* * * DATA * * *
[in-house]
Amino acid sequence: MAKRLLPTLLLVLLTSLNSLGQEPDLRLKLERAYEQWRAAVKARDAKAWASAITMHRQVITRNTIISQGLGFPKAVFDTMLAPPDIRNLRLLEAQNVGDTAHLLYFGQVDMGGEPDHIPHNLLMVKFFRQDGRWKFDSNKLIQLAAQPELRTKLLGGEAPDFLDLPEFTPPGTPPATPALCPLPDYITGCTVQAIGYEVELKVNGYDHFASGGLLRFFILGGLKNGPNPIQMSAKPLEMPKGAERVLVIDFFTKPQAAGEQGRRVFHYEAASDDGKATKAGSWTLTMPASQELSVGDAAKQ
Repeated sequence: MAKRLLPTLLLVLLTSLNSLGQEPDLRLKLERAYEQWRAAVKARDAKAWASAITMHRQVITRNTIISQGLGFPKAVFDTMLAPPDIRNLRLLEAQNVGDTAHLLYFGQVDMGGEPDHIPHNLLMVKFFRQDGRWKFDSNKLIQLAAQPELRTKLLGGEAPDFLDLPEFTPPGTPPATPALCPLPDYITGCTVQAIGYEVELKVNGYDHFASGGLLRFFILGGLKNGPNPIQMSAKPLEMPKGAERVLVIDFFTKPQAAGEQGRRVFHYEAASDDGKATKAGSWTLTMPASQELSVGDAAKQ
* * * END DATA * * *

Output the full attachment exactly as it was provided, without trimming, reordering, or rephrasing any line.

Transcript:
[in-house]
Amino acid sequence: MAKRLLPTLLLVLLTSLNSLGQEPDLRLKLERAYEQWRAAVKARDAKAWASAITMHRQVITRNTIISQGLGFPKAVFDTMLAPPDIRNLRLLEAQNVGDTAHLLYFGQVDMGGEPDHIPHNLLMVKFFRQDGRWKFDSNKLIQLAAQPELRTKLLGGEAPDFLDLPEFTPPGTPPATPALCPLPDYITGCTVQAIGYEVELKVNGYDHFASGGLLRFFILGGLKNGPNPIQMSAKPLEMPKGAERVLVIDFFTKPQAAGEQGRRVFHYEAASDDGKATKAGSWTLTMPASQELSVGDAAKQ
Repeated sequence: MAKRLLPTLLLVLLTSLNSLGQEPDLRLKLERAYEQWRAAVKARDAKAWASAITMHRQVITRNTIISQGLGFPKAVFDTMLAPPDIRNLRLLEAQNVGDTAHLLYFGQVDMGGEPDHIPHNLLMVKFFRQDGRWKFDSNKLIQLAAQPELRTKLLGGEAPDFLDLPEFTPPGTPPATPALCPLPDYITGCTVQAIGYEVELKVNGYDHFASGGLLRFFILGGLKNGPNPIQMSAKPLEMPKGAERVLVIDFFTKPQAAGEQGRRVFHYEAASDDGKATKAGSWTLTMPASQELSVGDAAKQ